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Row over controversial stem-cell procedure flares up again

Scientists criticize president of committee nominated to examine Italy's Stamina Foundation.

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Nicolo' Minerbi / LUZphoto / eyevine

Mauro Ferrari, who heads the Institute for Academic Medicine at the Houston Methodist Hospital in Texas, is the Italian government's nominee to chair a committee on the controversial Stamina Foundation.

Top scientists in Italy have called on the health minister Beatrice Lorenzin to reconsider the composition of the new scientific advisory committee she has proposed to assess a controversial stem-cell therapy offered by the Stamina Foundation.

Their move follows a renewed media frenzy around the affair, prompted by statements made to the press and television by the committee’s proposed president, Mauro Ferrari, shortly after he was nominated on 28 December.

The Stamina therapy, which has not been scientifically proven to be effective in a clinical trial, involves extracting mesenchymal stem cells from bone marrow of a patient, manipulating them and then reinjecting them into the same patient’s blood or spinal fluid. Stamina, based in Brescia, has already treated more than 80 patients for a wide range of serious diseases.

Stamina's practices have been widely criticized by experts both in Italy and outside, and the first government-appointed scientific committee to rule on Stamina prepared a detailed report describing the Stamina protocol as without a scientific basis, ineffective and dangerous. However, a regional court declared that committee unlawfully biased on 4 December. But after that committee's report was leaked to the press on 20 December (see 'Leaked files slam stem-cell therapy'), many families of patients who claim to have been damaged by the therapy announced that they had brought charges for damages against Stamina and its president Davide Vannoni. Both have denied any wrongdoing.

In response to the court findings, minister Lorenzin nominated Ferrari to chair a new committee. Ferrari, who heads the Institute for Academic Medicine at the Houston Methodist Hospital in Texas, told journalists that he was neither “for nor against the Stamina method.

On the 22 January episode of a widely viewed television show, Le iene, Ferrari said the Stamina case was "the first important case for regenerative medicine here in Italy". This statement has incensed some Italian researchers, who saw it as a claim that Stamina was the first important example of the country's stem-cell research being translated into new clinical applications. Ferrari says that what he was referring to was the court case, as being the first important court case in the country regarding stem cells.

Michele de Luca, a stem-cell biologist from the University of Modena and Reggio Emilia says that Ferrari's assertions were an insult to the many scientists in Italy working on translating stem-cell research into new clinical applications. In particular, De Luca's own group was the first in the world to cure a form of blindness with a stem-cell therapy they developed, he points out.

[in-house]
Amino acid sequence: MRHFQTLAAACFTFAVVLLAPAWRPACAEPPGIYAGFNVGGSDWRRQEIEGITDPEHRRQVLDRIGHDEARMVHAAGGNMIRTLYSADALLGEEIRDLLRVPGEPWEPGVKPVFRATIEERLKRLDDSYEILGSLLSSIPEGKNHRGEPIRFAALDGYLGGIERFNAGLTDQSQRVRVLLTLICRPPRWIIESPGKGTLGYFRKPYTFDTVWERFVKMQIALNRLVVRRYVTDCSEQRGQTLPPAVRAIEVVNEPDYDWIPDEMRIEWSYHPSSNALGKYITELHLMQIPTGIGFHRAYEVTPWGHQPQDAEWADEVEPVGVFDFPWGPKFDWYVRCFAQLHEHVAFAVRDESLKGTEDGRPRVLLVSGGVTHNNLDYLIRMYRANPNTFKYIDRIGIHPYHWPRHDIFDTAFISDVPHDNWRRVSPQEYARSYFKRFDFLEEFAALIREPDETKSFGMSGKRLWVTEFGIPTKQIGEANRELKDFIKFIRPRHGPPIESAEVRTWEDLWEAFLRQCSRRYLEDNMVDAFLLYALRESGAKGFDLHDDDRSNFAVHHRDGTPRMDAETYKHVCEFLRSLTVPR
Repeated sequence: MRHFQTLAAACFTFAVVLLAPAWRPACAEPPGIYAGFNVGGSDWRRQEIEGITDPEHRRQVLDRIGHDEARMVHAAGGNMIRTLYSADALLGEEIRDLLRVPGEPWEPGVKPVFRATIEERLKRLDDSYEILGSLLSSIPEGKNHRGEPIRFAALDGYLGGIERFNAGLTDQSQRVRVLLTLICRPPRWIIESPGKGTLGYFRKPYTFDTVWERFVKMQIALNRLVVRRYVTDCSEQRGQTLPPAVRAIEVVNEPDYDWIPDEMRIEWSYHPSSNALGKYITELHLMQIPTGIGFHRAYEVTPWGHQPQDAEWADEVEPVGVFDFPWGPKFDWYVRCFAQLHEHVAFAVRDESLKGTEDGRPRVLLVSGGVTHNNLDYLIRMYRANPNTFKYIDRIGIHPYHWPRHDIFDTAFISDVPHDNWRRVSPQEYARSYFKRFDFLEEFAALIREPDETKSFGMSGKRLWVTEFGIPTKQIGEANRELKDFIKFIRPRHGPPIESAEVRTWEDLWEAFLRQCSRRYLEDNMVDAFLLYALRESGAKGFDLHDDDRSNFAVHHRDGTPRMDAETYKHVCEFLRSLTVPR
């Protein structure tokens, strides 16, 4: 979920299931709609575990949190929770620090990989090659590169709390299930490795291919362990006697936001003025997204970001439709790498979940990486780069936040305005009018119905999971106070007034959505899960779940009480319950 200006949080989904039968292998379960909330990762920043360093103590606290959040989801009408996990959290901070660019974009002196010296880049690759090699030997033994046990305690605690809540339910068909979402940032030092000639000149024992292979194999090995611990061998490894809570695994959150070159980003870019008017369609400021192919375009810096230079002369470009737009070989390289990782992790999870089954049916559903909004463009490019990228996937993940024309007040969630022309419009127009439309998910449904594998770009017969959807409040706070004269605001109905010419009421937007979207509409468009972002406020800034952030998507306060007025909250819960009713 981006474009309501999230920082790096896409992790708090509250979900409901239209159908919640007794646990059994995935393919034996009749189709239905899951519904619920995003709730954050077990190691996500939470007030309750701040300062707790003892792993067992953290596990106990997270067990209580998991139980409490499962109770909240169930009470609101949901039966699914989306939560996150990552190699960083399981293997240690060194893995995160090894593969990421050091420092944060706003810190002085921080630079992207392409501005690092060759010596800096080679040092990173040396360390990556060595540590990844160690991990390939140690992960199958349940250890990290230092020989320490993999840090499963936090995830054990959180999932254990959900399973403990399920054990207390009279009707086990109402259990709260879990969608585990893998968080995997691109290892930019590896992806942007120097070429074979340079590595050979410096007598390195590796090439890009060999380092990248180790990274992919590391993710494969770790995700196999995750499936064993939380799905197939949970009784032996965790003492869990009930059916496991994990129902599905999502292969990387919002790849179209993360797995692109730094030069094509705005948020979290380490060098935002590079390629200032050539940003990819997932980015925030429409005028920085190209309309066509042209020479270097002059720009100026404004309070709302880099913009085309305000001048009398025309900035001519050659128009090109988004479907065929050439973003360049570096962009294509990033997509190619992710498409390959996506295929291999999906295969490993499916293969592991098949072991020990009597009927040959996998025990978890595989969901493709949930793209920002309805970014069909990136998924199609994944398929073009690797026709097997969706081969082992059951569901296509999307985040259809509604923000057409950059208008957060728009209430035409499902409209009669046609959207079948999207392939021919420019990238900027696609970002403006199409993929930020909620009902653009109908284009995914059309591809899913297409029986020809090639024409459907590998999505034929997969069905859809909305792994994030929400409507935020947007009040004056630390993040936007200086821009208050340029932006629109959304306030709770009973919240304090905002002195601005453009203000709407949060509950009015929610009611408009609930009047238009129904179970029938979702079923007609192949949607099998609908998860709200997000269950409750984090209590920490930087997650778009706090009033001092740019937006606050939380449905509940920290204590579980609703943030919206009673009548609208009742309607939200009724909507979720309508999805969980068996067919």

In a letter dated 26 January, which was seen by Nature, four influential clinical scientists say that they were ”extremely worried” by Ferrari's televised statements. The signatories were Silvio Garattini, head of the Mario Negri Institute for Pharmacological Research in Milan; Giuseppe Remuzzi, head of the Mario Negri Institute in Bergamo; Gianluca Vago, rector of the University of Milan; and Alberto Zangrillo, vice-rector for clinical activities at the University Vita-Salute San Raffaele in Milan.

Other scientists have claimed that Ferrari does not have the qualifications to lead a committee responsible for assessing a clinical protocol. Ferrari, who describes himself as an academic entrepreneur and is on the board of several companies, holds degrees in mathematics and mechanical engineering. He told Nature that the minister invited him because of his scientific expertise as both a scientist and a science administrator and that she had been aware of his commercial interests, which he says are unrelated to stem-cell medicine.

Confronted with renewed controversy, Lorenzin has delayed taking the legal steps required to inaugurate the committee. She has not commented publically.

The reopening of the debate “seems deeply troubling”, says George Daley, director of the Stem-Cell Transplantation Program at Children’s Hospital Boston. Daley says that he does not know Ferrari, but that the “Stamina debate has emerged as the front line” in a battle against clinical protocols that he calls “highly speculative“.

Daley chairs the strategic oversight committee of the International Society for Stem Cell Research, which is based in Skokie, Illinois, and which has launched an initiative to revise and update the Clinical Translation Guidelines. That initiative will play out over the next year, he says.

Journal name:
Nature
DOI:
doi:10.1038/nature.2014.14613

Corrections

Corrected:

An earlier version of this article stated that in his appearance on Le Iene, "[Mauro] Ferrari said he thought Stamina offered Italy the opportunity to take a world lead in bringing experimental therapies into the clinic." Ferrari's statement however did not explicitly refer to Stamina's approach as being what offered such an opportunity. The article has also been revised to include Ferrari's clarification of his statement regarding the Stamina case being "the first important case for regenerative medicine here in Italy".

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